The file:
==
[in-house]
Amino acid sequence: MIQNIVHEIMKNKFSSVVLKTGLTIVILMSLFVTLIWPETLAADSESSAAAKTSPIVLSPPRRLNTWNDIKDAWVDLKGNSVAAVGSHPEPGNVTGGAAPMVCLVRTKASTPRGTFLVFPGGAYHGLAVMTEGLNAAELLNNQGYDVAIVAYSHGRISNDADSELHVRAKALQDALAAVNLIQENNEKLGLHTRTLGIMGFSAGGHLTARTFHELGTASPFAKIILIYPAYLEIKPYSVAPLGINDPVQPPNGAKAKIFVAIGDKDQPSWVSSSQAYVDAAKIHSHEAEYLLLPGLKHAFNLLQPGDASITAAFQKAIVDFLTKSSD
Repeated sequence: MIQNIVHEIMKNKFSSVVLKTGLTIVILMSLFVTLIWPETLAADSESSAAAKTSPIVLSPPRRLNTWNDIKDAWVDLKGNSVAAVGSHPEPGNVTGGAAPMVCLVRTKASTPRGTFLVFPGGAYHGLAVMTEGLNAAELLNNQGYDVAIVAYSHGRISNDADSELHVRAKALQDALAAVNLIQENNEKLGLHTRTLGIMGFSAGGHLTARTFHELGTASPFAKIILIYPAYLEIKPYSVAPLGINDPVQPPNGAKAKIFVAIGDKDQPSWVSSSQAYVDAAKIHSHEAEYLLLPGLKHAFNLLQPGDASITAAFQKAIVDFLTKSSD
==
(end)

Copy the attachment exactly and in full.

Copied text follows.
[in-house]
Amino acid sequence: MIQNIVHEIMKNKFSSVVLKTGLTIVILMSLFVTLIWPETLAADSESSAAAKTSPIVLSPPRRLNTWNDIKDAWVDLKGNSVAAVGSHPEPGNVTGGAAPMVCLVRTKASTPRGTFLVFPGGAYHGLAVMTEGLNAAELLNNQGYDVAIVAYSHGRISNDADSELHVRAKALQDALAAVNLIQENNEKLGLHTRTLGIMGFSAGGHLTARTFHELGTASPFAKIILIYPAYLEIKPYSVAPLGINDPVQPPNGAKAKIFVAIGDKDQPSWVSSSQAYVDAAKIHSHEAEYLLLPGLKHAFNLLQPGDASITAAFQKAIVDFLTKSSD
Repeated sequence: MIQNIVHEIMKNKFSSVVLKTGLTIVILMSLFVTLIWPETLAADSESSAAAKTSPIVLSPPRRLNTWNDIKDAWVDLKGNSVAAVGSHPEPGNVTGGAAPMVCLVRTKASTPRGTFLVFPGGAYHGLAVMTEGLNAAELLNNQGYDVAIVAYSHGRISNDADSELHVRAKALQDALAAVNLIQENNEKLGLHTRTLGIMGFSAGGHLTARTFHELGTASPFAKIILIYPAYLEIKPYSVAPLGINDPVQPPNGAKAKIFVAIGDKDQPSWVSSSQAYVDAAKIHSHEAEYLLLPGLKHAFNLLQPGDASITAAFQKAIVDFLTKSSD